Lionel Messi, already the all-time record scorer in any of Europe’s top-ten leagues, reached another milestone on Sunday when he registered his 400th Spanish Liga goal. In many respects, the Barcelona forward is out on his own – but some epochal totals may well be beyond the 31-year-old, as UEFA.com discovers.
Spain: Lionel Messi (2004–present) – 400 goals
Having eclipsed Telmo Zarra’s Spanish top-flight record of 251 goals back in 2014, Messi has been in a league of his own ever since. His latest milestone came in a 3-0 victory against Eibar on Sunday, the Argentinian ace finishing off a fine move involving Luis Suárez and Philippe Coutinho. “His numbers are stratospheric, incredible, but it’s not just the goals – it’s everything else he does too,” said Barça coach Ernesto Valverde.
England: Jimmy Greaves (1957–71) – 357 goals
“When I came out onto the pitch at White Hart Lane, Wembley or wherever, I became a totally different person,” recalled England’s foremost first-division marksman. “In a way, when I passed through that tunnel, it wasn’t me any more.” At Chelsea, Tottenham Hotspur and West Ham, Greaves’s strike rate suggested he was indeed in the zone.
Italy: Silvio Piola (1929–54) – 274 goals
“I still don’t know whether he shoots better with his right foot or his left,” said coach Vittorio Pozzo of the forward who helped his Italy side lift the 1938 FIFA World Cup. “I did not fear anything, a crucial quality in those days,” added Piola, who found the net for Pro Vercelli, Lazio, Torino, Juventus and Novara but never landed a Serie A title.
Germany: Gerd Müller (1965–79) – 365 goals
The ultimate goalmouth predator, ‘Der Bomber’ set a near-impossible target for all future Bundesliga aces with his 365 goals in only 427 games. The prolificacy of the man who hit West Germany’s 1974 FIFA World Cup final winner did much to make Bayern a football powerhouse. As Franz Beckenbauer often says: “Without Gerd’s goals, perhaps we would still be working in a little wooden hut on Säbener Strasse.”
France: Delio Onnis (1971–86) – 299 goals
Born in Italy and raised in Argentina, Onnis never made an international appearance yet found the target at a fearsome rate for Reims, Monaco, Tours and Toulon. He is confident his league tally will remain a record “long into the future” but knows that in another age his attacking prowess might have earned him a move abroad. “Ten years in one league is not common nowadays,” he said.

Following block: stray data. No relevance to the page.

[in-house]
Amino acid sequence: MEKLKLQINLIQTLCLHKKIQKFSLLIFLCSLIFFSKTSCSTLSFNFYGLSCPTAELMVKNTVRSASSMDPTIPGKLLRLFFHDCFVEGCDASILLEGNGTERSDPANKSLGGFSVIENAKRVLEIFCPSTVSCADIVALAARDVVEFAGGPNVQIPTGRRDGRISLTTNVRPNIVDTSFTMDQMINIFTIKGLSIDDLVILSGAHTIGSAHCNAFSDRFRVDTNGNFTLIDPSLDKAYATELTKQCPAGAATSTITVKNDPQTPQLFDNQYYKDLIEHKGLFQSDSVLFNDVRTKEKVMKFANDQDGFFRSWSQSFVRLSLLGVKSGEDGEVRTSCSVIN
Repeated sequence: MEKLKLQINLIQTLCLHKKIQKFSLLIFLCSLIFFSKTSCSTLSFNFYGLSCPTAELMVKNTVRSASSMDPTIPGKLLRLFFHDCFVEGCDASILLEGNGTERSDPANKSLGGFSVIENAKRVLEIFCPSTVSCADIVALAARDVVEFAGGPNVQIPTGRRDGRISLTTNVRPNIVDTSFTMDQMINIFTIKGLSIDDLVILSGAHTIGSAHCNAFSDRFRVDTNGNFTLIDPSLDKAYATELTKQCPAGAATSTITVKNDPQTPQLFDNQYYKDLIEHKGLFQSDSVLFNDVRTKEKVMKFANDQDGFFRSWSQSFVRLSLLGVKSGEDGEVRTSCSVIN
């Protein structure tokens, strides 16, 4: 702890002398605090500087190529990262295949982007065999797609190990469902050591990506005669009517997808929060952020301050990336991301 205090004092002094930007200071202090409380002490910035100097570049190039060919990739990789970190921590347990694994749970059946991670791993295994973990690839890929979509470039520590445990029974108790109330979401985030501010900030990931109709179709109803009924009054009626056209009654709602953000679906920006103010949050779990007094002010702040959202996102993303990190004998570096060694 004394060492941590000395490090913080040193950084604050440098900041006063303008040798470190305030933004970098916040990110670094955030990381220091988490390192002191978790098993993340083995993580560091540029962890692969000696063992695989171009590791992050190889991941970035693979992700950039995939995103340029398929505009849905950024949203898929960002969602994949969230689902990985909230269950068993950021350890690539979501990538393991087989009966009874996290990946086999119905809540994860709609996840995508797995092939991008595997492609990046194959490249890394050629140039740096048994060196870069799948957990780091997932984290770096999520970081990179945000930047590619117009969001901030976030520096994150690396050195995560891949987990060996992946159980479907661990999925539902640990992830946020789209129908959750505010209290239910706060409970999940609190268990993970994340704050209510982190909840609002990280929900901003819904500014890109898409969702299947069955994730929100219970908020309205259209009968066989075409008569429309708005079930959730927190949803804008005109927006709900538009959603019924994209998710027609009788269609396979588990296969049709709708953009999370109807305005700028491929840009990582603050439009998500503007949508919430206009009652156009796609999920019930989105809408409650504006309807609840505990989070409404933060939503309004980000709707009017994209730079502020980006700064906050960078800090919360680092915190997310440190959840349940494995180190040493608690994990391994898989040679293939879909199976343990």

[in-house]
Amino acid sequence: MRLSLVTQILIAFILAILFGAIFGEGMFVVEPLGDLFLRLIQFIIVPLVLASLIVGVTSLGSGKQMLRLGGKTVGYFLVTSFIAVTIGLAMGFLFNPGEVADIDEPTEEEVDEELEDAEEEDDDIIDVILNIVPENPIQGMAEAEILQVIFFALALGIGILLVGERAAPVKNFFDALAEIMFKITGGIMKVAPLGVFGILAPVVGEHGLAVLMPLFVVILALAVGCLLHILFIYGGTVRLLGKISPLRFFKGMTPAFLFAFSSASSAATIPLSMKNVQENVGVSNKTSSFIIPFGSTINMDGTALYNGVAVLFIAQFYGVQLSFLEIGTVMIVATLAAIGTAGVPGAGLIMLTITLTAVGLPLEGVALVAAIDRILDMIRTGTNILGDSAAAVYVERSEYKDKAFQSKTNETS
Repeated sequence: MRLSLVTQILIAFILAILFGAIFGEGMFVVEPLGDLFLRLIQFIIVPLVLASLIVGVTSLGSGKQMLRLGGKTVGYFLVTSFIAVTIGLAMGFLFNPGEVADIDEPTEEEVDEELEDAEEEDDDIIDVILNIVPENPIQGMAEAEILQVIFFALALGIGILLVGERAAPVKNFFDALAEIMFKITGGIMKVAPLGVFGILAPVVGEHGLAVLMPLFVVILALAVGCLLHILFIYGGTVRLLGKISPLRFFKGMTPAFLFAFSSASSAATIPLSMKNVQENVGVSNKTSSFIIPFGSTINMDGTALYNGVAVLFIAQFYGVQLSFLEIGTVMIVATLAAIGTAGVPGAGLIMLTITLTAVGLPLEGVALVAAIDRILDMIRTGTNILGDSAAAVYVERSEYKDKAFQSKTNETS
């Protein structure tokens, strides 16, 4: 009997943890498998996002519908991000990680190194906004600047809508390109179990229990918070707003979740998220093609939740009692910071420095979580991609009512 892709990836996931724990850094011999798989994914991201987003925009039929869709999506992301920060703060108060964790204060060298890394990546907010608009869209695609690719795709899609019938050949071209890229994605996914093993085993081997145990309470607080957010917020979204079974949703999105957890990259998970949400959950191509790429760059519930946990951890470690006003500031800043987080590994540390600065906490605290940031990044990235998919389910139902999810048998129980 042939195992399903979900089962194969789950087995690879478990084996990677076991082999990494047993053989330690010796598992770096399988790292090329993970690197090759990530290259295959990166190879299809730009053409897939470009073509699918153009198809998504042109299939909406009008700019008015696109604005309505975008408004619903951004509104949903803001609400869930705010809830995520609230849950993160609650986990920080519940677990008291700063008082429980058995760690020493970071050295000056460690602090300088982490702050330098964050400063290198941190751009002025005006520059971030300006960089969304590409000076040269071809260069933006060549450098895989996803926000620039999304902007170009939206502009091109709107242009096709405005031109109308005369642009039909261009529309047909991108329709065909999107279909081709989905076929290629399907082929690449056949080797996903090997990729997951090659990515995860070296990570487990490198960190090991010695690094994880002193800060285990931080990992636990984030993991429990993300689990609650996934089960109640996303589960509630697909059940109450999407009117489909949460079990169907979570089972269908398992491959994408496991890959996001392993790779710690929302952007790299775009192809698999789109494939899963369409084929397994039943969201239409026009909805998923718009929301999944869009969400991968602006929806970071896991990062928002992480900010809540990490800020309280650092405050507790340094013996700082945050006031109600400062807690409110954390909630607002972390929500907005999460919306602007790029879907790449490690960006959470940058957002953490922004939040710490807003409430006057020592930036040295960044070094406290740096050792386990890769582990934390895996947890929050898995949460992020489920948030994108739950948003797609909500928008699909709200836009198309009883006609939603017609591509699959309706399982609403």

Russia and Ukraine: Oleh Blokhin: (1972–87) – 211 goals
Blokhin’s Soviet-era mark casts a long shadow over all of the USSR’s successor states. The 1975 Ballon d’Or winner was the Soviet league’s leading striker in five campaigns with Dynamo Kyiv. “He is utterly consistent in pursuing his main target – scoring goals,” said his coach Valeriy Lobanovskiy. “Behind each one there is hellish toil in training, total commitment in matches and many years of spartan lifestyle.”
Portugal: Fernando Peyroteo (1937–49) – 332 goals
Aged 19, Peyroteo struck twice on his Sporting CP debut against Lisbon rivals Benfica back in 1937, and his huge Liga haul came in just 197 league games – including nine in a single fixture. He retired at 31, saying: “I am a soldier and a soldier does not run from his duties, but I feel I am an old soldier that can no longer help his club the way he should.”
Belgium: Albert De Cleyn (1932–55) – 377 goals
A one-club man, representing Malinois – now Mechelen – De Cleyn might have scored more had three Belgian seasons not been abandoned during the Second World War. Famously, he notched all seven in a 7-1 victory against Racing Club de Bruxelles that secured his team the 1943 title; the club’s official history says he was “spontaneously lifted onto team-mates’ shoulders and given a bouquet of flowers”.
Turkey: Hakan Şükür (1987–2008) – 249 goals
The ‘Bull of the Bosporus’ claimed only 11 league goals in overseas spells with Torino, Internazionale, Parma and Blackburn, but registered regularly for Sakaryaspor and Bursaspor, as well as during three stints at Galatasaray. He once said: “I’m the kind of striker who gets into a lot of good scoring positions, but also misses a lot of them, and all I can think about are the chances I’ve missed, not the goals I scored.”
European national-record league totals that Messi has yet to surpass
Some high scorers who played in more than one European league
Josef Bican: Austria 18, Czechoslovakia 500 (1931–55) – 518 goals
Ferenc Puskás: Spain 159, Hungary 358 (1943–66) – 517 goals
Imre Schlosser: Hungary 411, Austria 6 (1905–28) – 417 goals
Cristiano Ronaldo: Portugal 3, England 84, Spain 311, Italy 14 (2002–present) – 412 goals
Gyula Zsengellér: Hungary 387, Italy 24 (1935–53) – 411 goals
Gunnar Nordahl: Sweden 149, Italy 225 (1937–58) – 374 goals